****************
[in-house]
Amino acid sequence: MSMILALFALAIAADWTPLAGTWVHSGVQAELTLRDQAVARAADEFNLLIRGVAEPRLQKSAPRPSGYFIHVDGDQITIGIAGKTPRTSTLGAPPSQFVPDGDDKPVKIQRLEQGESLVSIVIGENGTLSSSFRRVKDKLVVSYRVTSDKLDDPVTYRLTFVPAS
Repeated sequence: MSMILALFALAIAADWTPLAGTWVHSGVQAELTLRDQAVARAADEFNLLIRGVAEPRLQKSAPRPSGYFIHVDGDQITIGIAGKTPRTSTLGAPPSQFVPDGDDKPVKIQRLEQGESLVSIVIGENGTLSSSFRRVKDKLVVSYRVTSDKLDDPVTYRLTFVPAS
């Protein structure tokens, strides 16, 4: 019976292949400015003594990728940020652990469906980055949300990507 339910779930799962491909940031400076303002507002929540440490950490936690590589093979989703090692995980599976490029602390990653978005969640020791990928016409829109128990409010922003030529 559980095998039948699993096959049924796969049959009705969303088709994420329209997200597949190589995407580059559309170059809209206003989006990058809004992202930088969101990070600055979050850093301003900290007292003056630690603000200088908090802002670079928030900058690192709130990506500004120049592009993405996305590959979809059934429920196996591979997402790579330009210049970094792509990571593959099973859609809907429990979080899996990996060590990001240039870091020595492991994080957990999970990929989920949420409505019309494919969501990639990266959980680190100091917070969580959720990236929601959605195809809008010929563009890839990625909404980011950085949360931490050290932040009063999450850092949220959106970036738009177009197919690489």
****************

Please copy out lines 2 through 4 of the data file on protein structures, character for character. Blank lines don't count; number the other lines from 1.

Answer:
Amino acid sequence: MSMILALFALAIAADWTPLAGTWVHSGVQAELTLRDQAVARAADEFNLLIRGVAEPRLQKSAPRPSGYFIHVDGDQITIGIAGKTPRTSTLGAPPSQFVPDGDDKPVKIQRLEQGESLVSIVIGENGTLSSSFRRVKDKLVVSYRVTSDKLDDPVTYRLTFVPAS
Repeated sequence: MSMILALFALAIAADWTPLAGTWVHSGVQAELTLRDQAVARAADEFNLLIRGVAEPRLQKSAPRPSGYFIHVDGDQITIGIAGKTPRTSTLGAPPSQFVPDGDDKPVKIQRLEQGESLVSIVIGENGTLSSSFRRVKDKLVVSYRVTSDKLDDPVTYRLTFVPAS
């Protein structure tokens, strides 16, 4: 019976292949400015003594990728940020652990469906980055949300990507 339910779930799962491909940031400076303002507002929540440490950490936690590589093979989703090692995980599976490029602390990653978005969640020791990928016409829109128990409010922003030529 559980095998039948699993096959049924796969049959009705969303088709994420329209997200597949190589995407580059559309170059809209206003989006990058809004992202930088969101990070600055979050850093301003900290007292003056630690603000200088908090802002670079928030900058690192709130990506500004120049592009993405996305590959979809059934429920196996591979997402790579330009210049970094792509990571593959099973859609809907429990979080899996990996060590990001240039870091020595492991994080957990999970990929989920949420409505019309494919969501990639990266959980680190100091917070969580959720990236929601959605195809809008010929563009890839990625909404980011950085949360931490050290932040009063999450850092949220959106970036738009177009197919690489």